(Clinton image credit: via truthfrequencynews. Bill and Hillary image credit: via . Obama cartoon image credit: Mike Lester vi )

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  • BevWKY

    The article is great and right on the money – right up until the political cartoon about President Obama.

    Because when the President goes to $35,000+ a plate fundraiser on the very day the stock market drops 600+ points, what image exactly is supposed to come to mind? Whether the historical record might be completely mythological, sexist or otherwise, the image exists in popular culture, is commonly held and it’s his present behavior that’s being commented on by the cartoonists.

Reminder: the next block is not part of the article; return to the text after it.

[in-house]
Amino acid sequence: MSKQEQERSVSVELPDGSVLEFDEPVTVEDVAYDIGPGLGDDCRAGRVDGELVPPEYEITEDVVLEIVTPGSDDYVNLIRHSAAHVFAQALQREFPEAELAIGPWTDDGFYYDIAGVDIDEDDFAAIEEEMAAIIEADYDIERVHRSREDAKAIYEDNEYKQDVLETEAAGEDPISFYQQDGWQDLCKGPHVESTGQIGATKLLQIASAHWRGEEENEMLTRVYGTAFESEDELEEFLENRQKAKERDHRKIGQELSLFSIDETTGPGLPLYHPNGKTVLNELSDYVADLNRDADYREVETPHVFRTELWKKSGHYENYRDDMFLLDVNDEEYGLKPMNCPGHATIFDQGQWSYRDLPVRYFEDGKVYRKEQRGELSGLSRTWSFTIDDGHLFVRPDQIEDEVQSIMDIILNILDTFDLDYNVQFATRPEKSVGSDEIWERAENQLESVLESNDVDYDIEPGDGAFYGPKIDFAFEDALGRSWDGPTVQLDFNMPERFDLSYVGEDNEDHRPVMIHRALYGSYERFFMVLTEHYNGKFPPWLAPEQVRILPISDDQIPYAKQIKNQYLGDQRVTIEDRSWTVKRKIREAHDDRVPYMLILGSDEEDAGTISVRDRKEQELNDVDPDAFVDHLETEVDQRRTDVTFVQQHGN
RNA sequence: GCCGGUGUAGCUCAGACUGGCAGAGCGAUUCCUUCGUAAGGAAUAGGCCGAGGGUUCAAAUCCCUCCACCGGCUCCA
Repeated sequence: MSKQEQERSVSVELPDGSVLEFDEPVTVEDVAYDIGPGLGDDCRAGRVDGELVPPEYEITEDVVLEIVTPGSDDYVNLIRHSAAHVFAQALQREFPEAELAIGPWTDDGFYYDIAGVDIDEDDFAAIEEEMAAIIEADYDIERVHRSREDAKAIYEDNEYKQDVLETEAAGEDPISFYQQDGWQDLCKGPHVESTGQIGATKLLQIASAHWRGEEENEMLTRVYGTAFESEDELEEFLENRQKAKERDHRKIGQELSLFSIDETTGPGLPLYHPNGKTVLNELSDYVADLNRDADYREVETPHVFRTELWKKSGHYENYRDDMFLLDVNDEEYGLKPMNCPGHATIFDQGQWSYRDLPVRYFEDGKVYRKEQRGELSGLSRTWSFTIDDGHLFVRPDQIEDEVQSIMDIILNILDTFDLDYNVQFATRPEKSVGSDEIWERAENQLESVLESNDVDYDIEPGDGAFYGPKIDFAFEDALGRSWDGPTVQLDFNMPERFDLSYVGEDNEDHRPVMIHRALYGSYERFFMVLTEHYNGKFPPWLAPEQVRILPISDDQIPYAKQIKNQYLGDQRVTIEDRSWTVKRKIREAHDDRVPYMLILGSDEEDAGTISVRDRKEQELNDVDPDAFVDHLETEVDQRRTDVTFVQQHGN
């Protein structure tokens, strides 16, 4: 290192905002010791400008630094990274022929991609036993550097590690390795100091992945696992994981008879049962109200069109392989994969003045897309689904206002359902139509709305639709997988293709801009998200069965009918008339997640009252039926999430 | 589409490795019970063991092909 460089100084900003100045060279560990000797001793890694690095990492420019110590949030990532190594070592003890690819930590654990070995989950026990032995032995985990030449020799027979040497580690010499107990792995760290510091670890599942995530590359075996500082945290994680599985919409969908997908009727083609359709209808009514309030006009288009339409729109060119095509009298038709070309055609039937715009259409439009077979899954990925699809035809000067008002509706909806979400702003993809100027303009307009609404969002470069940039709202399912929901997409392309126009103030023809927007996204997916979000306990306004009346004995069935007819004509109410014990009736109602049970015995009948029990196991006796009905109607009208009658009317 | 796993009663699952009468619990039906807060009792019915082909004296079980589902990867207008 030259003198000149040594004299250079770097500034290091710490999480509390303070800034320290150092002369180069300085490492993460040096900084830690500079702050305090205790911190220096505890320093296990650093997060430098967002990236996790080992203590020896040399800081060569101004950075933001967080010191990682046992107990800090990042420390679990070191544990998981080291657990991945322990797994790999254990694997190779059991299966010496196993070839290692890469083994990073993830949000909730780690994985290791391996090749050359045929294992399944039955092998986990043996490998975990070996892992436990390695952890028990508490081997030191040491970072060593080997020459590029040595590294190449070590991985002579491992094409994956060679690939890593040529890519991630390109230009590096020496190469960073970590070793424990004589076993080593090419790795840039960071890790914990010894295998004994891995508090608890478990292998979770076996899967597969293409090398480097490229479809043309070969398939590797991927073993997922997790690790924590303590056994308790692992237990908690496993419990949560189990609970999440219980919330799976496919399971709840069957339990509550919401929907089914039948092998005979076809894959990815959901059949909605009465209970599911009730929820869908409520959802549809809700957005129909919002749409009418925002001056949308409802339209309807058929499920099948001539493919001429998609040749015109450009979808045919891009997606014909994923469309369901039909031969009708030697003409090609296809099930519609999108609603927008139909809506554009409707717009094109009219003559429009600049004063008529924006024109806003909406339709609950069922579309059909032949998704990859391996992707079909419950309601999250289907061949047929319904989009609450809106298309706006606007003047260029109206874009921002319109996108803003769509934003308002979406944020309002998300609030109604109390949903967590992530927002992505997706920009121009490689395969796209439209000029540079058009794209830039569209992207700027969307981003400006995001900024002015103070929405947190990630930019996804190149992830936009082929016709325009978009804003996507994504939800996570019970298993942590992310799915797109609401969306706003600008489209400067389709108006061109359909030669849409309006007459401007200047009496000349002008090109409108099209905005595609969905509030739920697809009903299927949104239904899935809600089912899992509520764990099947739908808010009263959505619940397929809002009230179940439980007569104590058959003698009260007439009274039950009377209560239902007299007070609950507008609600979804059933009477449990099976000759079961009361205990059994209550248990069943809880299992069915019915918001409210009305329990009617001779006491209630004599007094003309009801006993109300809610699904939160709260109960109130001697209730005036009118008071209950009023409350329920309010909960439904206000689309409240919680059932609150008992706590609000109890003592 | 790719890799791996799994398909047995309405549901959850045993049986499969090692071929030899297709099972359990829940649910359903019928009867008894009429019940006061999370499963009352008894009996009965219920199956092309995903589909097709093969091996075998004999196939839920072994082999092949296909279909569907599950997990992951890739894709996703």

So what the heck has that got to do with how Bachmann or any of the other women are portrayed?

  • Bes

    I agree that this image is profoundly sexist and the people who chose it are sexists. But this sort of crap is not acceptable anywhere but the north east coast where all the media are headquartered and the world nexus of media and political sexism. Also notice how thin and lacking advertising Newsweek is these days compared to 15 years ago. Newsweek is no longer a news mag but merely a thin magazine that throws red meat to their old school, small, political fringe readers.